Review Article

Role of diet in prevention of recurrent nephrolithiasis
Roy DK
The ORION Medical Journal 2006 Sep;20:391-394

Summary
Nephrolithiasis is a major cause of
morbidity involving urinary tract. While
primary prevention of nephrolithisis is not
of sufficient priority, prevention of recurrent
stone formation demands greater attention.
Diet plays an important role in the
pathogenesis of kidney stones. Higher fluid
intake leads to increased urinary volume and
in turn to a decreased concentration of
lithogenic factors presumably decreasing the
rate of stone formation. At present the
practice is to advice patient fluid intake
sufficient to maintain his urine output
around 2-3 liter per day. General
recommendations on dietary modifications
may be beneficial and cost effective at
population level. Physician should no longer
prescribe a low calcium diet to prevent
recurrent calcium nephrolithiasis. The new
trend is normalization of the dietary habits
and not restriction of a single nutritient
constituent.
Introduction
Nephrolithiasis is a major cause of
morbidity involving urinary tract. The
lifetime prevalence of symptomatic
nephrolithiasis is approximately 10% in men
and 5% in women1-3. The total number of
physician office visit for stone disease in
USA nearly doubled from 9,50,000 visits in
1992 to 1,825,000 in 20002. In Germany the
incidence rate rose during the last decade
from 0.54 to 1.47 %4. The reasons for this
increase in prevalence and incidence rates
are manifold: life style changes, dietary
factors, obesity, improved medical facilities
etc. Easy availability of better diagnostic
tools like ultrasound in routine practice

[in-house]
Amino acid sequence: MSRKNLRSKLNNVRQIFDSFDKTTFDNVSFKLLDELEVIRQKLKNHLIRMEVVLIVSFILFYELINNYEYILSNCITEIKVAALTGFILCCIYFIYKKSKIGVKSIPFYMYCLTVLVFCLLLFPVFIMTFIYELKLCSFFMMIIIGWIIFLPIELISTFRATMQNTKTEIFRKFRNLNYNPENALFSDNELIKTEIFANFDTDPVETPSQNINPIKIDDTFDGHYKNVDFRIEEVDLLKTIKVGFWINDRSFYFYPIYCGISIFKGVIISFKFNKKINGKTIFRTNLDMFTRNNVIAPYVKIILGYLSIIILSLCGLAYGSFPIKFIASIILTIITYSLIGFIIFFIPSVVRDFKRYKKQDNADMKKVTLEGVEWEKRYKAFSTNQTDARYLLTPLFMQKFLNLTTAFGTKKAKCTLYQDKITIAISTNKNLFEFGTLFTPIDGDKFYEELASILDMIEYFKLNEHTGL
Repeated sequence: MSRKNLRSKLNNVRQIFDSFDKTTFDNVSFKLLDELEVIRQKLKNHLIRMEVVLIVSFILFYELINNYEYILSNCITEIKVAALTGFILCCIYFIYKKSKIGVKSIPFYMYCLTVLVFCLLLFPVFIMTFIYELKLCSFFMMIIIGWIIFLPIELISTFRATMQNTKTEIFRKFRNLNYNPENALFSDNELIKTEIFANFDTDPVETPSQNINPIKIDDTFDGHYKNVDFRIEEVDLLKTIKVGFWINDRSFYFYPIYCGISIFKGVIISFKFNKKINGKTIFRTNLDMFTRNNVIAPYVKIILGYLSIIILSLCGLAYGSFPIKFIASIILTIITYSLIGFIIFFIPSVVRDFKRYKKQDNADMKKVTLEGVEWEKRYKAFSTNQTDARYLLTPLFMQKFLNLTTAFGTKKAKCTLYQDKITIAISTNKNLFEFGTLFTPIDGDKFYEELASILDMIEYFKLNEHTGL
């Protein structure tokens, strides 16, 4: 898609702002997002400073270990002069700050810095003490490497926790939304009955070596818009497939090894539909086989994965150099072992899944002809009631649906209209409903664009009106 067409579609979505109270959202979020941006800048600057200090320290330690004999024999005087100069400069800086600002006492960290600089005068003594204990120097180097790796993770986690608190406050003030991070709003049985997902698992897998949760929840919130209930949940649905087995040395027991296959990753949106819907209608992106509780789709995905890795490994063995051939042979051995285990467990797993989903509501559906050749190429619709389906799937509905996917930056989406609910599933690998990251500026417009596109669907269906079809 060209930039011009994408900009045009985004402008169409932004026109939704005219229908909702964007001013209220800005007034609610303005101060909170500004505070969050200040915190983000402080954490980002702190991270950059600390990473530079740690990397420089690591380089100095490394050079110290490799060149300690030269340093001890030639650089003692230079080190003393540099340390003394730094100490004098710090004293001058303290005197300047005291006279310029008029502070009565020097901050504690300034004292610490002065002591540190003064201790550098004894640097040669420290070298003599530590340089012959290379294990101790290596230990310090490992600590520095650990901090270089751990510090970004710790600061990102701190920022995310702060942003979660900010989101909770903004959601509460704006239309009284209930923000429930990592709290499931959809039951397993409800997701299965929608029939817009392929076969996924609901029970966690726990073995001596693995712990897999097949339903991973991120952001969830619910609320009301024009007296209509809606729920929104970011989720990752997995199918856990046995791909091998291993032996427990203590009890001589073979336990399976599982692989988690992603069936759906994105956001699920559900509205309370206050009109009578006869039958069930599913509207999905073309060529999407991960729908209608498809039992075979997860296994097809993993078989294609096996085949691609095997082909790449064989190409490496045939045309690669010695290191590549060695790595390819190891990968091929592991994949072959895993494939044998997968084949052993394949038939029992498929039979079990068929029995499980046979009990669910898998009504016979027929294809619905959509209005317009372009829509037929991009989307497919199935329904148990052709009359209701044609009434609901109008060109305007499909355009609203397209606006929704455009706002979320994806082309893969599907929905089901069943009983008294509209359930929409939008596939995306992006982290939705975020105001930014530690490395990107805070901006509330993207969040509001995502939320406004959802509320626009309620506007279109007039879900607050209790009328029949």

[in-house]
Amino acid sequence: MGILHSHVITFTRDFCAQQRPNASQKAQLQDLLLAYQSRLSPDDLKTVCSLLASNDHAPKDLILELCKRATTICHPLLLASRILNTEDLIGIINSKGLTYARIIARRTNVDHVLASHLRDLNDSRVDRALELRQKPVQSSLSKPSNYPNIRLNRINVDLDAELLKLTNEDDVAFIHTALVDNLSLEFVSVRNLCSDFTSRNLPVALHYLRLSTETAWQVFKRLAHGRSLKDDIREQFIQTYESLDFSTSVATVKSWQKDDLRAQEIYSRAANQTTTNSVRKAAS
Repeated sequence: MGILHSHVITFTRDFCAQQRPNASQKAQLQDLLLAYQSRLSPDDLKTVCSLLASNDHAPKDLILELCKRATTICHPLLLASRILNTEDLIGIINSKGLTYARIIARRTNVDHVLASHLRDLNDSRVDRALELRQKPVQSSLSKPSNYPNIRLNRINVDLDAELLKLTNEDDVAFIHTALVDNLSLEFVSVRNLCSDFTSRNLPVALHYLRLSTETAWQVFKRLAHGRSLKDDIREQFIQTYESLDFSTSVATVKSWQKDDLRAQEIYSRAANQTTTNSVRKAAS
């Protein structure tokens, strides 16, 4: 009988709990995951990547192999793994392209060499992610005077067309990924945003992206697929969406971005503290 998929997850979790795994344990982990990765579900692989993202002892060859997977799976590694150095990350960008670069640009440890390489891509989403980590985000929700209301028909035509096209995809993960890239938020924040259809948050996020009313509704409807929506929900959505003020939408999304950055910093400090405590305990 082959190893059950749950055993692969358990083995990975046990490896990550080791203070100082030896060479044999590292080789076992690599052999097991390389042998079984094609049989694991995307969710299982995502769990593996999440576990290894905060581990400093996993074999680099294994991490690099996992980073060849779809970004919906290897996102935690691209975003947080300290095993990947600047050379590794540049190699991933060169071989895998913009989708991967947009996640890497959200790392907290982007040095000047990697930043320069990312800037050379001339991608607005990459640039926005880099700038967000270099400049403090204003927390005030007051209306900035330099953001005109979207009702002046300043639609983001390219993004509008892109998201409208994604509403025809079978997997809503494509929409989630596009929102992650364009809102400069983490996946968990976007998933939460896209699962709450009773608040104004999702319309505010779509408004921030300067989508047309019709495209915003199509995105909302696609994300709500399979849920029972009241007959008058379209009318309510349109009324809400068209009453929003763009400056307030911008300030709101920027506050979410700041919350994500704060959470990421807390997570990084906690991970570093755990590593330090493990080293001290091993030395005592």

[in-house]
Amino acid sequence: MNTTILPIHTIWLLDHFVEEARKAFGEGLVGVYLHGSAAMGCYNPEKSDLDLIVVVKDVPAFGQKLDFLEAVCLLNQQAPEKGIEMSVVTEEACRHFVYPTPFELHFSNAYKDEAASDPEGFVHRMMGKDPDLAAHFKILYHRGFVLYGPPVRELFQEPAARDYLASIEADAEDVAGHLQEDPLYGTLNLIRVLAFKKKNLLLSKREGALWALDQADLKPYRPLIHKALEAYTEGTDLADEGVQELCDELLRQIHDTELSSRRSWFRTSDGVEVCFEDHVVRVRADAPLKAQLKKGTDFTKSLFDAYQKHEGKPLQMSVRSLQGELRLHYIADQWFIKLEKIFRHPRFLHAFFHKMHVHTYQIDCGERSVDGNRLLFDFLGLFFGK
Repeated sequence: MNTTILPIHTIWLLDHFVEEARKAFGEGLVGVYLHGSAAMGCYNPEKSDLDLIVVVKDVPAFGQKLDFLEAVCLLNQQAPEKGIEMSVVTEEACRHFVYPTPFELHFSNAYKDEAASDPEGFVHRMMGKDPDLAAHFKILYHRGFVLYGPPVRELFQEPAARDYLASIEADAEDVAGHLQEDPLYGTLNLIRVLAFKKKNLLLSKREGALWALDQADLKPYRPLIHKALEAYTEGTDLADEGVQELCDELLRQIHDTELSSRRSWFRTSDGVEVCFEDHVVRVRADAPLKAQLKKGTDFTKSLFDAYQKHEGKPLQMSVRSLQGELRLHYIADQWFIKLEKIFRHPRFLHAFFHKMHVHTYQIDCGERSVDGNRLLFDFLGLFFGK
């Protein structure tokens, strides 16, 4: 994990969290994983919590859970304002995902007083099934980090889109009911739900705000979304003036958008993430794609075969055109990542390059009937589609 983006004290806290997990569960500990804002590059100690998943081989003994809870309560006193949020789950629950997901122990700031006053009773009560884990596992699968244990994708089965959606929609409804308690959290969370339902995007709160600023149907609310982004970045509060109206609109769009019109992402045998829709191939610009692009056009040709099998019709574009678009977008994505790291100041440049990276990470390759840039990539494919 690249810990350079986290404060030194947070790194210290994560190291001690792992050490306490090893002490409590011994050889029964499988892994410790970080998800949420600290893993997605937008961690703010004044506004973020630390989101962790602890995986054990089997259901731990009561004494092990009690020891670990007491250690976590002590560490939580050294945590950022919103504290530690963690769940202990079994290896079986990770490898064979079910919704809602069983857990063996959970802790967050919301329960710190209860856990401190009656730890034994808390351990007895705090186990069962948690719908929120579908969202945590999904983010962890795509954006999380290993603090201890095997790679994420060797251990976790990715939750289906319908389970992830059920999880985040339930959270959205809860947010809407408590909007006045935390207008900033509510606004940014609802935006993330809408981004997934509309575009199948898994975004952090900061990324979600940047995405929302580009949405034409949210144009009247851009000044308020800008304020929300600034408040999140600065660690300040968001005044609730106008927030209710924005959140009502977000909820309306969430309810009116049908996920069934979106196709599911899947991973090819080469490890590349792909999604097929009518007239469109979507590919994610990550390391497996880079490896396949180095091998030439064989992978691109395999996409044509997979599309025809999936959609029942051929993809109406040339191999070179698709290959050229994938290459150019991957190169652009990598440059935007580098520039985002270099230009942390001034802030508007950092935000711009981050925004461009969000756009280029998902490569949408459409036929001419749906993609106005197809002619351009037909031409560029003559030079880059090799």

Dr. Dilip Kumar Roy, MBBS, FCPS (Med), MD
(Neph)
Associate Professor, Department of Nephrology
National Institute of Kidney Diseases and Urology
Sher-E-Bangla Nagar, Dhaka, Bangladesh

The ORION. Vol 25, September 2006

allows the diagnosis of asymptomatic
nephrolithiasis. While primary prevention of
nephrolithisis is not of sufficient priority,
prevention of recurrent stone formation
demands greater attention. Now a days
excellent options for interventional stone
therapy such as Extra corporeal shockwave
lithotripsy (ESWL),
Ureterorenoscopy
(URS), and Percutaneous nephrolithotomy
(PCNL)
warrant
comfortable
stone
management. It is therefore not surprising
that stone removal has become a more
attractive option then elaborate measures to
prevent recurrent stone formation, which is
more cost effective.
Diet plays an important role in the
pathogenesis of kidney stones. The kidneys
along with minerals like sodium, calcium
and magnesium excrete uric acid, phosphate
and oxalate from ingested food and from
metabolism. These crystalloids remain in
solution due to the presence of normal
colloids. If the crystals are precipitated and
bound by an organic matrix, a stone is
formed. People eat food, which are complex
mixture of different nutrients, the content
and bioavailability of different component
nutrients are known to vary. Many
physiologic studies have examined changes
in urine composition after dietary
interventions and predictions about stone
formations are then made based on the
urinary changes.
About 80% of kidney stones contain
calcium, and majority of calcium stones
consists primarily of calcium oxalate5,6. For
less common types of stone like (Uric acid,
Struvite, Cystine) there is little information
concerning the influence of dietary factors
in actual stone formation. Consumption of
common foods containing animal protein
like meat, chicken, sea food may lead to
increased uric acid production due to the
purine content of the animal flesh. On the